I know this is a relatively known issue among devs, but I’d like to bring it to people’s attention and show just what it means for those of us who do work in higher bit depths (or would like to), as well as how it’s affected those of us who don’t.
What is bit depth and why does it matter to me as an artist?
For those artists who don’t know what bit depth is, let me do a quick summary so this will make sense. If you already know, you can skip this.
You can think of bit depth as the amount of information a pixel can hold per channel (red, green, blue, alpha). Standard 8 bit pixels have 256 unique values that these channels can be. (2 to the 8th power for those math-inclined)
This means if you make a gradient from pure black to pure red from the left side of your image to the right side, there will only be 256 unique colors between the sides. If your image is 256 pixels wide or smaller, great! If it’s bigger, well then we have a problem. There aren’t enough colors to smoothly transition from black to red, and the gradient has to reuse colors over multiple pixels to account for it.
This gets much, much worse if you use colors closer together. For example, a gradient from [black] (0,0,0) to [dark red] (25,0,0) only has 25 colors to transition between the left and right side of your image.
(This particular example has been mitigated recently with the addition of dithered gradients, but it’s only a small step forward in truly eradicating the problem of color banding in Krita)
That isn’t good. Luckily there’s a solution.
Higher bit depth and what it can do for you
8 bit isn’t the only way to handle color, in fact, it’s one of the oldest still-widely-used methods of handling colors. Overall, it allows over 16 million unique colors, which is great, but in images that are very dark or very bright, you still manage to find limits to the amount of colors you need.
The solution? Add more bits. The more bits, the more information. 8 bit colors have 2^8 or 256 unique values of each color, 16 bit colors have 65,536 unique values, and if you’re so inclined and have a few dozen GB of ram to spare, 32 bit channels have 4,294,967,296 unique values of each color.
Great, so you switch your canvas to 16 or 32 bit so you don’t have to worry about a lack of colors while drawing. That’s it right? No more banding? Wrong.
A lot of functions in Krita don’t use the bit depth of the document
I’m not entirely sure of the extent of which features do and don’t use higher bit depths, but a couple are obvious. As an example for just how badly Krita handles higher bit depths with some of it’s functions, I’ll use an example that’s reproducible in other programs while also being somewhat understandable to the average artist.
Let’s set up the file. It’s a 200x500 pixel file with 32bit depth per channel. Each file has a non-dithered gradient going from left to right. On the left is a very, very dark blue. in standard 8 bit this would be (0,0,1). On the right, is pure black. (0,0,0).
Using the basic 8 bit depth, there would be 0 colors between the start and end. That means the left side of the image will be 0,0,1 and the right side will be 0,0,0.
Because this is in 32 bit color space, there are nearly 16 million colors between the left and right side.
Of course, because they’re both very dark, it’s hard to see the difference right now. Some with properly calibrated monitors may notice a difference, but take a look at the base file:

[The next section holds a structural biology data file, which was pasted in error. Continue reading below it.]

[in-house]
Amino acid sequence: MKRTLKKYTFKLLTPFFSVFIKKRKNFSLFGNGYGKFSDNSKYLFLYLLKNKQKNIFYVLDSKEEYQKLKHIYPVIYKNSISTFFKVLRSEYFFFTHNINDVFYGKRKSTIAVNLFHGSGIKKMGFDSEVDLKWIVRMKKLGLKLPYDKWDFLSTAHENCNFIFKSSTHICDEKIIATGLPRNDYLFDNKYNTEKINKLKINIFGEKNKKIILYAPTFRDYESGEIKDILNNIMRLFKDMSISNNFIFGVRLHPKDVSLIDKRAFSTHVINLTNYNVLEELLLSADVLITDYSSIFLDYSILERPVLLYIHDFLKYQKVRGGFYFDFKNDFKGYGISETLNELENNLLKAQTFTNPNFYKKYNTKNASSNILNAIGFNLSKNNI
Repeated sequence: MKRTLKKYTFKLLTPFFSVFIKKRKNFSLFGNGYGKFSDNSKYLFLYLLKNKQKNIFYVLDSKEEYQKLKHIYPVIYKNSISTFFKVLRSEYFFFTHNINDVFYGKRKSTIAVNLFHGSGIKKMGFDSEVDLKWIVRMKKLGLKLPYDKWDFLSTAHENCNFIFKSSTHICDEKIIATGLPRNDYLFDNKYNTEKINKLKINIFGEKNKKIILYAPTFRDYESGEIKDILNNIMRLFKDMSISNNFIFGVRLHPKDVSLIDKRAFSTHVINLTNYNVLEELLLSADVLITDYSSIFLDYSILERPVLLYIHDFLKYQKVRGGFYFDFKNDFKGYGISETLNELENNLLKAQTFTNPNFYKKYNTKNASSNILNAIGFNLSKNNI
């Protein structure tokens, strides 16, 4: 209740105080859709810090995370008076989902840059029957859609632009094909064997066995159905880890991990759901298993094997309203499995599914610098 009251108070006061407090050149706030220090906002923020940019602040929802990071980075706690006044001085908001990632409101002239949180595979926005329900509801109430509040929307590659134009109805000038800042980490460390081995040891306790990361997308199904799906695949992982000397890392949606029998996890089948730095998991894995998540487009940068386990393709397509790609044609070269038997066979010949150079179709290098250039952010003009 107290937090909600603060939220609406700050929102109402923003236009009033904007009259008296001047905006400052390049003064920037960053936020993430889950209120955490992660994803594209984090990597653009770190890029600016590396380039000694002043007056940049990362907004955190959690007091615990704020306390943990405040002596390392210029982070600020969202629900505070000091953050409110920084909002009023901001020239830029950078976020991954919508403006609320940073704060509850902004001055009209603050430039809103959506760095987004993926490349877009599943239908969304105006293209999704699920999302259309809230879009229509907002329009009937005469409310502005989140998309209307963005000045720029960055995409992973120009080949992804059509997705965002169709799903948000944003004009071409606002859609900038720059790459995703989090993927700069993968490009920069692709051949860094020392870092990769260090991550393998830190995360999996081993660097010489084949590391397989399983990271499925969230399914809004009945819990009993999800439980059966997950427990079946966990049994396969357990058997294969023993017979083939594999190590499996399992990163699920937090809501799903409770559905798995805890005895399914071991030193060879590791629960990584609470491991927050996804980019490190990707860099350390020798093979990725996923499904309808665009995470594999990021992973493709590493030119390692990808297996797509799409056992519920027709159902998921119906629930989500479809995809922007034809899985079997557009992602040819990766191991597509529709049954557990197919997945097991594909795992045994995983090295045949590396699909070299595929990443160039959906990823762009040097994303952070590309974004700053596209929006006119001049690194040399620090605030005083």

Great. Now let’s say that, as an artist, we want to non-destructively brighten this gradient to reveal the blue. After all, it’s hard to tell. Maybe some brighter colors will help. And considering both of these are native 32 bit images with tens of millions of colors in these images, it should be no problem trying to brighten them.
So I add an absolutely extreme curves modifier layer to the image.
and we get-
Oh. That’s not good. What happened? Where did our colors go? We have millions of colors to work with in our gradient, why is Krita acting like it’s 8 bit with 0 colors between the two? Why not treat the curves operation like the other program does, using all that precious pixel data we have?
This is one example of a function in Krita which ‘compresses’ your 32 bits down to 8. And anyone who paints in grayscale and uses things like curves to fix their values are going to notice this very easily if they haven’t already.
How does this affect me if I only work in 8 bit
This one is a bit harder to show, but I’ll try.
Because things like effect layers compress to 8 bit per layer operation and not at the end of the render process you can stack different layer filters on top of each other and still lose your precious color information.
The starting gradient:
Then, we want the gradient to be darker at some point during the drawing, so we add a ‘non-destructive’ filter layer:
And lastly, we want to do some post-processing and lighten the entire image, using a curves modifier in the opposite direction:
Woah, that’s a big difference considering we did the same operation in opposite directions. If the filter layers worked (or could work) in a higher bit depth while processing, They should have canceled out. Instead, we can now see vertical lines between each shade of grey. Compare them side by side:
So what’s the solution?
I’m not sure. I guess consider it a feature request. Whenever I finish an image, I usually have to import it into an external application just to fix the terrible banding that pops up purely because of these filter layers interacting with each other and losing information every step.
In the meantime, adding some randomness to your brushes so that they add static to your image while drawing can help mitigate it, but doesn’t solve the filter layer issue.
Similarly, once you’re done with your 16/32 bit image, a default-off option to export to 8 bit using a dithering method to more accurately capture colors and prevent banding would be nice as well.